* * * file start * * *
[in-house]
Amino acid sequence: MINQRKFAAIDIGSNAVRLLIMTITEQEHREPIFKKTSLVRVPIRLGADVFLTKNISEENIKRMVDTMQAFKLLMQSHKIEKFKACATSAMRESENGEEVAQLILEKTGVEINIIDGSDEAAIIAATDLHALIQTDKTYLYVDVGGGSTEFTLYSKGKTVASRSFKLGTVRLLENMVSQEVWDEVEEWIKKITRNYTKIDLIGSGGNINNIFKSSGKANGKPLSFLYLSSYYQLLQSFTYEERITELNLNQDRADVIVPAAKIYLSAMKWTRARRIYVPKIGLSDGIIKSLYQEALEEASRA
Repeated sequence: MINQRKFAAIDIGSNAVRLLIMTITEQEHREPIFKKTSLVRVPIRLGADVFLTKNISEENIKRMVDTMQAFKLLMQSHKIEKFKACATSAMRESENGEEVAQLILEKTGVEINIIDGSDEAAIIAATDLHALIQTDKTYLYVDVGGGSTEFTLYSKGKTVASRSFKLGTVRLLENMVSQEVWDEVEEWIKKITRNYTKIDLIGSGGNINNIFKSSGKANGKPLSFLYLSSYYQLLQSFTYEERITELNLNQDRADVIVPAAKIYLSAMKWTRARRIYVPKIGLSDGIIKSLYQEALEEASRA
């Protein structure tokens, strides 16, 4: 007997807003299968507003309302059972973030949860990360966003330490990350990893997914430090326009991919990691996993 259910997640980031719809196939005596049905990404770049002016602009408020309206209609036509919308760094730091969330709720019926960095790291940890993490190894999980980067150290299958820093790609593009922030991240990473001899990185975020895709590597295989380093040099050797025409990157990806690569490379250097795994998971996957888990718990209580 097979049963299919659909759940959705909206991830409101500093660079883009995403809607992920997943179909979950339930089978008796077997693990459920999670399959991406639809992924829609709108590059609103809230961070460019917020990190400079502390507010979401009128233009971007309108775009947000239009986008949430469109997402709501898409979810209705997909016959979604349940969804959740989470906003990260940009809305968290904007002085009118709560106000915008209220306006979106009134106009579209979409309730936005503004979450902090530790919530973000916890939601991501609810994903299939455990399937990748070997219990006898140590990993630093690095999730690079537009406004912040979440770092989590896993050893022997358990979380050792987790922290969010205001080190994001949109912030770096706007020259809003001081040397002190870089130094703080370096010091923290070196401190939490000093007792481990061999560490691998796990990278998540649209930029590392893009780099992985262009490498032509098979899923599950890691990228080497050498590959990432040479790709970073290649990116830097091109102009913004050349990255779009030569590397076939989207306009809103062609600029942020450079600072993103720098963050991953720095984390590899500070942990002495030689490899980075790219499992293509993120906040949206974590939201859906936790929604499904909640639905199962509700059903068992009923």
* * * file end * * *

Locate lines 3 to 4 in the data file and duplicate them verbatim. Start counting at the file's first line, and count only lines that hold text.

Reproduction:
Repeated sequence: MINQRKFAAIDIGSNAVRLLIMTITEQEHREPIFKKTSLVRVPIRLGADVFLTKNISEENIKRMVDTMQAFKLLMQSHKIEKFKACATSAMRESENGEEVAQLILEKTGVEINIIDGSDEAAIIAATDLHALIQTDKTYLYVDVGGGSTEFTLYSKGKTVASRSFKLGTVRLLENMVSQEVWDEVEEWIKKITRNYTKIDLIGSGGNINNIFKSSGKANGKPLSFLYLSSYYQLLQSFTYEERITELNLNQDRADVIVPAAKIYLSAMKWTRARRIYVPKIGLSDGIIKSLYQEALEEASRA
């Protein structure tokens, strides 16, 4: 007997807003299968507003309302059972973030949860990360966003330490990350990893997914430090326009991919990691996993 259910997640980031719809196939005596049905990404770049002016602009408020309206209609036509919308760094730091969330709720019926960095790291940890993490190894999980980067150290299958820093790609593009922030991240990473001899990185975020895709590597295989380093040099050797025409990157990806690569490379250097795994998971996957888990718990209580 097979049963299919659909759940959705909206991830409101500093660079883009995403809607992920997943179909979950339930089978008796077997693990459920999670399959991406639809992924829609709108590059609103809230961070460019917020990190400079502390507010979401009128233009971007309108775009947000239009986008949430469109997402709501898409979810209705997909016959979604349940969804959740989470906003990260940009809305968290904007002085009118709560106000915008209220306006979106009134106009579209979409309730936005503004979450902090530790919530973000916890939601991501609810994903299939455990399937990748070997219990006898140590990993630093690095999730690079537009406004912040979440770092989590896993050893022997358990979380050792987790922290969010205001080190994001949109912030770096706007020259809003001081040397002190870089130094703080370096010091923290070196401190939490000093007792481990061999560490691998796990990278998540649209930029590392893009780099992985262009490498032509098979899923599950890691990228080497050498590959990432040479790709970073290649990116830097091109102009913004050349990255779009030569590397076939989207306009809103062609600029942020450079600072993103720098963050991953720095984390590899500070942990002495030689490899980075790219499992293509993120906040949206974590939201859906936790929604499904909640639905199962509700059903068992009923």